Thousands of people have been left without electricity as rains and violent winds sparked flooding and tore trees from their roots.
At least 11 people have been killed in deadly storms that have battered Italy and parts of Europe, leaving motorists and tourists stranded, civil protection authorities said on Tuesday,
Road were blocked and thousands of people were left without power in southern and central Europe, as rains and violent winds sparked flooding and tore trees from their roots.
Thick snow has also cloaked French and Italian mountain regions, trapping hundreds of drivers in their cars and tourists in hotels.
In Italy, where Venice was inundated by near-record flooding and ferocious storms drove high winds reaching up to 180 kilometres (110 miles) an hour, authorities announced a further six deaths, after confirming five people had died on Monday.
"We are facing one of the most complex meteorological situations of the past 50 to 60 years," said Angelo Borrelli, head of the national civil protection agency.
Luxury yachts lay smashed in the harbour of Rapallo near Genoa after a dam broke under pressure.
"It was like a tsunami," one stunned port worker was quoted as saying by Italian media.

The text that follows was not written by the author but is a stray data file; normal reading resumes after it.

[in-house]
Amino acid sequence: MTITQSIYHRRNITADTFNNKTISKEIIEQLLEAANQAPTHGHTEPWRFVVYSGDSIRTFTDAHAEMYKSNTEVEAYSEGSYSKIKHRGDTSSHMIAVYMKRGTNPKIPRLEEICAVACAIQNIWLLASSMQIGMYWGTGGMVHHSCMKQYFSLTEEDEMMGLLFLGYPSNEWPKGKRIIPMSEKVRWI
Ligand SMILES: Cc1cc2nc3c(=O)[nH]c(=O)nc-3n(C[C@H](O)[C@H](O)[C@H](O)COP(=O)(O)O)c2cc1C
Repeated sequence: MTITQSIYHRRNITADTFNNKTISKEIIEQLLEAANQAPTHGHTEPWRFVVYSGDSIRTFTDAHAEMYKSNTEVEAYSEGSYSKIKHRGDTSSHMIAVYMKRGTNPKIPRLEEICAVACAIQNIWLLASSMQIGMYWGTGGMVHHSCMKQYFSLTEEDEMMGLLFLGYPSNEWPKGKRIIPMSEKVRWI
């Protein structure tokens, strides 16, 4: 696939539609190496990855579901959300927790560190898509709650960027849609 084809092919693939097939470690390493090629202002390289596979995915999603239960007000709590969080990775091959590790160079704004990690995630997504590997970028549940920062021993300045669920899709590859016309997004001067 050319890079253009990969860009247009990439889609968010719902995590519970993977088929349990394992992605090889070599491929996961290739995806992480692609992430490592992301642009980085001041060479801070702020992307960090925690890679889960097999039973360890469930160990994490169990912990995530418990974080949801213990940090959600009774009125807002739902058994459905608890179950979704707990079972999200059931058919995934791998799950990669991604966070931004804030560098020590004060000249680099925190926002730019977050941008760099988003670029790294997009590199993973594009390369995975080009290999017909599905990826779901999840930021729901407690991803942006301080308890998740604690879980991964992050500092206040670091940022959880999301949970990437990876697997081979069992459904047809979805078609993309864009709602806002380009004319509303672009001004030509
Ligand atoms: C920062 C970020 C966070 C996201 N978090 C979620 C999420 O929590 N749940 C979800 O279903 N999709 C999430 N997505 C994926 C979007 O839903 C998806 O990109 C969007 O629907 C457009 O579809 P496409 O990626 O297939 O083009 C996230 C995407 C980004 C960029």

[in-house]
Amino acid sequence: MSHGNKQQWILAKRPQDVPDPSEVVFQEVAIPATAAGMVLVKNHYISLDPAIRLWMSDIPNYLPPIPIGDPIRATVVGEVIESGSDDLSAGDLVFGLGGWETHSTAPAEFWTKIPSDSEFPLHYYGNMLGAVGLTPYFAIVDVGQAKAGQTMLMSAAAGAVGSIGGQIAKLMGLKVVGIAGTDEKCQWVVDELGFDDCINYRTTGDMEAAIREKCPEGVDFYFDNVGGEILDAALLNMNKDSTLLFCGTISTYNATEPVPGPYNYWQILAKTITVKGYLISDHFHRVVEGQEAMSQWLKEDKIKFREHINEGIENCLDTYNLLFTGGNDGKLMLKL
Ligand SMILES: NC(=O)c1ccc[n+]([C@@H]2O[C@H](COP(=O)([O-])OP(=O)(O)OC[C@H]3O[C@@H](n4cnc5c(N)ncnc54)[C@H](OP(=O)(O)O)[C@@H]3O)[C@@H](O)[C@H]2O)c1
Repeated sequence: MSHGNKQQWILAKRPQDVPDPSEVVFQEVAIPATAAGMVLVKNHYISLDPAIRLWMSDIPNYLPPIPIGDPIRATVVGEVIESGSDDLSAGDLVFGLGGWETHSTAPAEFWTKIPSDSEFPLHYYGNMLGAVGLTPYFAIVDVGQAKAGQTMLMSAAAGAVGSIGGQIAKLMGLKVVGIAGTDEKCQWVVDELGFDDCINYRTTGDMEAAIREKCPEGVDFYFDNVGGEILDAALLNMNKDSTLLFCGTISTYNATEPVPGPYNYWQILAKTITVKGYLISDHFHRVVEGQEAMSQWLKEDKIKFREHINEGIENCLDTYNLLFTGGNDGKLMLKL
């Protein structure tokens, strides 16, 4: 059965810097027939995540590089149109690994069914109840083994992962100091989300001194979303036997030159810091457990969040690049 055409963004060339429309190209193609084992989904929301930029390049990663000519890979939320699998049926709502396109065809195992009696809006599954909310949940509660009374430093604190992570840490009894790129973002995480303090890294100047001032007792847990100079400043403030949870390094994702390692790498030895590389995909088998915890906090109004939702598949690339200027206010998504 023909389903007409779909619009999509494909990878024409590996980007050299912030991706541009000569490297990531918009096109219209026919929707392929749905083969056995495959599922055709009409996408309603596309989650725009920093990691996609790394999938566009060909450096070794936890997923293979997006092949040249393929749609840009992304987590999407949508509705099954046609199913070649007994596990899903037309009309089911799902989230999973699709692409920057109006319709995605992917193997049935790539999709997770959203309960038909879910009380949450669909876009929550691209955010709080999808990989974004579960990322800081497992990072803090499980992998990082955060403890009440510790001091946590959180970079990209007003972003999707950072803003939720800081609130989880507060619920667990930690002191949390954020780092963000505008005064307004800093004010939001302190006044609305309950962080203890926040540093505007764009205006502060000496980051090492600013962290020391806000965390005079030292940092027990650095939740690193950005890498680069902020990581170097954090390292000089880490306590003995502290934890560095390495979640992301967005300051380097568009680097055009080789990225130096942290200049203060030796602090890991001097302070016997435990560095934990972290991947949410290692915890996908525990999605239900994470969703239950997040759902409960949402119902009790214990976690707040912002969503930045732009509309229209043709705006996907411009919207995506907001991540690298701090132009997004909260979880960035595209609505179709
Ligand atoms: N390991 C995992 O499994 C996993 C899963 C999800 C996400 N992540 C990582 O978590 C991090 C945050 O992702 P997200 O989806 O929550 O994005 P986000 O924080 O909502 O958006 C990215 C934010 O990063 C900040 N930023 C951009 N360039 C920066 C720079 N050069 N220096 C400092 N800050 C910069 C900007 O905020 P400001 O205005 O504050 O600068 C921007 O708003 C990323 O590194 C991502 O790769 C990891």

Italian media reported that around 170 people, tourists and hotel staff, were stranded by heavy snowfall at the Stelvio Pass on the Swiss border.
In France, more than 1,000 drivers were trapped in their cars for the night in the mountains of the Massif Central region as the roads were engulfed in snowstorms.
Another 400 had to spend the night in train carriages at the main station in the eastern city of Lyon after heavy snow blocked the tracks.
Thousands of homes in France and Mediterranean island of Corsica were without power on Tuesday evening.
Croatia's Adriatic coast has also been battered by gale-force winds and heavy rains that have flooded streets, cut off power and ensnared road and maritime traffic.
Italy's canal city of Venice was swamped as heavy rainfall pushed the water levels to near record levels on Monday.
Tourists were barred from St Mark's Square as local authorities said the "acqua alta" (high water) peaked at 156 centimetres (61 inches).
The waters have only topped 150 centimetres five times before in recorded history.
Art experts were racing to evaluate the damage to thousand-year old mosaics in St Mark's Basilica after the Bapistry and Zen Chapel flooded.
Meteorologists expect the harsh weather to gradually ease in Italy.
Storms have also swept into Switzerland, buffeting the Ticino region near the Italian border overnight, according to public broadcaster RTS.